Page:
Thursday, January 28, 2010

Pay per clique

Dear Mr. Vir Sanghvi,

This issue is nearly five days old and I am opining now because I feel the need to. What's strange is, when I first read your post about how the bloggers are the bad people of the Internet, I wondered why you were bringing up an issue that was roughly five years old. Nobody complains about bloggers anymore. For some strange reason, you seem to have just discovered them.

Don't get me wrong, I am barely a blogger, but I read a lot of them, and I will tell you why. For that, I'll have to go back to my origins --

Like in any educated middle-class household, as a part of my education, I was forced to watch the news and read the newspaper, to inculcate a love for current affairs, opinion and language. In the evenings, we were forced to sit in front of the TV as Salma Sultan and Rini Khanna (née Simon) told us what happened in the world that day, with a certain amount of indifference. Once a week, on Friday nights, I was allowed to stay up late and watch Prannoy Roy on "The World this Week" (Loy Mendonza's title track gives me gooseflesh.) Back then, Hindi was Hindi, and English was english, we were told to respect language. For analysis, we had to read the newspaper or magazines..

All this reading came with the strong belief that the people who were writing in the newspapers were qualified to comment and were the best people to do so. That they wouldn't write just to please us (or please anyone, for that matter). Having never seen their faces, and content with those little caricatures (by RK Laxman) accompanying their pieces, we put our blind faith in these could've-been-pseudonymous writers. To be honest, to me, Jug Suraiya never felt like a real name, but it didn't matter. I liked reading what he wrote.
Similarly, when movie reviewer gave a movie his "stars", we assumed that his judgment was right, because he knew what he was talking about. Even if we liked a movie he didn't, we assumed we'd missed something. We would perhaps not even admit that we liked it. In fact, for a long long time, I barely blogged because I always assumed my opinions were wrong.

Times have since changed. (Times has since changed too. Heh.) In the papers, instead of Mukul Sharma's Mindsport, we have "news" about Konkona Sen Sharma's latest party appearance. On Live TV, for current affairs, we have a journo shouting at us from outside the gates of the Bigg Boss household. In studio, for opinions, the moderator is shouting at the panel of analysts, all in some undecipherable mishmash of a language. Hell, now the media people are even shouting on twitter. Amidst all this, we, the then middle class, now haunt silent spaces to find good opinions and good writing. We find this noise to be unbearable and it seems easier for us to ask our friends for what they think. I don't remember when was the last time I read a "valid" movie review. These days I just ask a couple of my friends, read a couple of blogs -- people whose taste matches mine. Even if I don't agree with them, I read it for all the wit and good writing. I also take it as my responsibility to tell them of my opinion, sans fear. I usually put in some effort to articulate my thoughts. You could call it clique formation, you could call it forming a network of people you can trust.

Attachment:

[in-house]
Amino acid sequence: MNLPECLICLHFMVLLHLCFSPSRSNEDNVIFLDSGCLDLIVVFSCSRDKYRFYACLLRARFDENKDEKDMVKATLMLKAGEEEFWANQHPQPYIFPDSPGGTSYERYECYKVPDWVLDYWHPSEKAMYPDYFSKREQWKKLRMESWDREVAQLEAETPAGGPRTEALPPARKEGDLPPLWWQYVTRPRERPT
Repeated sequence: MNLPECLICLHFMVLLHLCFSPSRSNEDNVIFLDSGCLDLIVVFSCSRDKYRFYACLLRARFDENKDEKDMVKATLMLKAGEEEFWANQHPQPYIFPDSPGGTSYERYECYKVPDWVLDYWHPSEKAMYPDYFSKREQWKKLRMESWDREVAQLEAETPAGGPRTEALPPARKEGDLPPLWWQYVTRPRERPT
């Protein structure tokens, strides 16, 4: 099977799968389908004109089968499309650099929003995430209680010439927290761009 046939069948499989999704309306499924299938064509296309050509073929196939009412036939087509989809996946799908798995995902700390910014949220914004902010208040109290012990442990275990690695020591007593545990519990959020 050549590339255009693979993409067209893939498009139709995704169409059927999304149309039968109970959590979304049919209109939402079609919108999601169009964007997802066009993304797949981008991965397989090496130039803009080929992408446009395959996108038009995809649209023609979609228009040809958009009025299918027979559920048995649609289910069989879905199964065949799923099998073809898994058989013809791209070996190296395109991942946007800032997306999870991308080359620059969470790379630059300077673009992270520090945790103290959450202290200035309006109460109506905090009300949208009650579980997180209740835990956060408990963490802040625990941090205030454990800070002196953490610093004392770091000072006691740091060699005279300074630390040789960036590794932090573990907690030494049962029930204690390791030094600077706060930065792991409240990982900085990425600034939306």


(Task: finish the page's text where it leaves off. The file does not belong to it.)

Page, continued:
It works fine for me as a reader, but why does it upset you?

I don't know what your exact grouse is, but it seems to be one of these: that the bloggers don't take your opinions seriously, or that that the bloggers are not qualified to opine, or that you are no longer the elite, or that we've found our friends who don't talk "at" us, and we prefer taking a weighted average of their opinions.

This was our little party. We hung out here, in our crowded little dark rooms, happy by ourselves. You seem to have entered the place right now, breaking the fourth wall, and are upset at us for having a party.


PS: Am not sure if Mindsport is still published. Can someone please tell me?
PPS: Other better posts on this topic: Manu, Lekhni and this for all the revie-wit: Manu, again.

Monday, January 25, 2010

Twinkle of my sky

You know I've been thinking a lot about death. Three drafted, one published, and one published-and-retracted post later, my brain is still trying to make peace with the mechanics of loss. My brain still tries to get the early mover advantage on grief. I think it's a phase thing. You know how 25-year-olds discuss getting married, 30-year-olds discuss midnight feeds, and 40-year-olds discuss clogged arteries? My parents are losing their peers, and I can't offer them comfort that their friends went and became stars in the sky.


I realized yesterday, I had forgotten how to look at the moon. I had forgotten how the moon looked. Crescent, half, full, spotted, pimpled, you know the phases. Sometimes there is no reason to look at the sky. Sometimes there is no reason to spot the Orion or the Big Dipper. Sometimes there is no reason to draw the line to the Pole star. Sometimes there is no reason to wish on the lone star.

I realized yesterday that the night sky had stopped being black. It had stopped being the metaphor for a maiden's hair. Instead, it had turned into this nightmarish shade of ink blue. It looked faded. The salt and pepper was gone. It looked like all the stars had been forgotten, and hence they went undercover. Ah, the blinding city life, the bright lights have taken the twinkle away.

Saturday, January 23, 2010

In profuse strains of unpremeditated art...